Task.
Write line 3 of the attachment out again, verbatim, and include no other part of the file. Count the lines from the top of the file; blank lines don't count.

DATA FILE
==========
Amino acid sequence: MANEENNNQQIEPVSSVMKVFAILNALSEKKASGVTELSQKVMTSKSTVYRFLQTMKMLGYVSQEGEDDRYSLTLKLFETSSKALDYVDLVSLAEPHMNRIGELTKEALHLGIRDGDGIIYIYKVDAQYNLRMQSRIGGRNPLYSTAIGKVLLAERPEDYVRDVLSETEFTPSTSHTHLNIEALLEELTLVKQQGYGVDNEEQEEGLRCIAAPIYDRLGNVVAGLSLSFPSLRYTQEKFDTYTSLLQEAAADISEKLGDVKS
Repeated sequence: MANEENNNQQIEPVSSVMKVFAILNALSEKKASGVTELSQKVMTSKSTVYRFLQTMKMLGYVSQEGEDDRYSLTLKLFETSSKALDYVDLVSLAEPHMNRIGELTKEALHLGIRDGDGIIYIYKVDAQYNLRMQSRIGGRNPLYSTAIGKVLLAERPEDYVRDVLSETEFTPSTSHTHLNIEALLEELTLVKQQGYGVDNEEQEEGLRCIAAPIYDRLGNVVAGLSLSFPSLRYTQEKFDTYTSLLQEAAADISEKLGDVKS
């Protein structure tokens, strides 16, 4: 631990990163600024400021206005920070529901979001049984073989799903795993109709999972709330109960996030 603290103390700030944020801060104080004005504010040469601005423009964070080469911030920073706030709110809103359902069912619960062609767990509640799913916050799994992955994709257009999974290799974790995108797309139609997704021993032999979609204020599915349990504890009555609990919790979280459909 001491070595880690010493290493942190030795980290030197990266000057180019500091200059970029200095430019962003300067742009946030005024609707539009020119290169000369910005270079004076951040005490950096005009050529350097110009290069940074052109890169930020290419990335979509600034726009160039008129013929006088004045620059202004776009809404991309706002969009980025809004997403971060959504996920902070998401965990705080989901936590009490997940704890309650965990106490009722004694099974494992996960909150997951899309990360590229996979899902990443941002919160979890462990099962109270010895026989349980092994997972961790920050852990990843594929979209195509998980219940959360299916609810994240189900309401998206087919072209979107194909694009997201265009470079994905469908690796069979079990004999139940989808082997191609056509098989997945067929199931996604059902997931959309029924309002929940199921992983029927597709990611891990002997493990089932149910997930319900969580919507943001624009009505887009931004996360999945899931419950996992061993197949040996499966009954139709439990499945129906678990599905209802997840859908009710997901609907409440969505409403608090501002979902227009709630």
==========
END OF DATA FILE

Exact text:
């Protein structure tokens, strides 16, 4: 631990990163600024400021206005920070529901979001049984073989799903795993109709999972709330109960996030 603290103390700030944020801060104080004005504010040469601005423009964070080469911030920073706030709110809103359902069912619960062609767990509640799913916050799994992955994709257009999974290799974790995108797309139609997704021993032999979609204020599915349990504890009555609990919790979280459909 001491070595880690010493290493942190030795980290030197990266000057180019500091200059970029200095430019962003300067742009946030005024609707539009020119290169000369910005270079004076951040005490950096005009050529350097110009290069940074052109890169930020290419990335979509600034726009160039008129013929006088004045620059202004776009809404991309706002969009980025809004997403971060959504996920902070998401965990705080989901936590009490997940704890309650965990106490009722004694099974494992996960909150997951899309990360590229996979899902990443941002919160979890462990099962109270010895026989349980092994997972961790920050852990990843594929979209195509998980219940959360299916609810994240189900309401998206087919072209979107194909694009997201265009470079994905469908690796069979079990004999139940989808082997191609056509098989997945067929199931996604059902997931959309029924309002929940199921992983029927597709990611891990002997493990089932149910997930319900969580919507943001624009009505887009931004996360999945899931419950996992061993197949040996499966009954139709439990499945129906678990599905209802997840859908009710997901609907409440969505409403608090501002979902227009709630």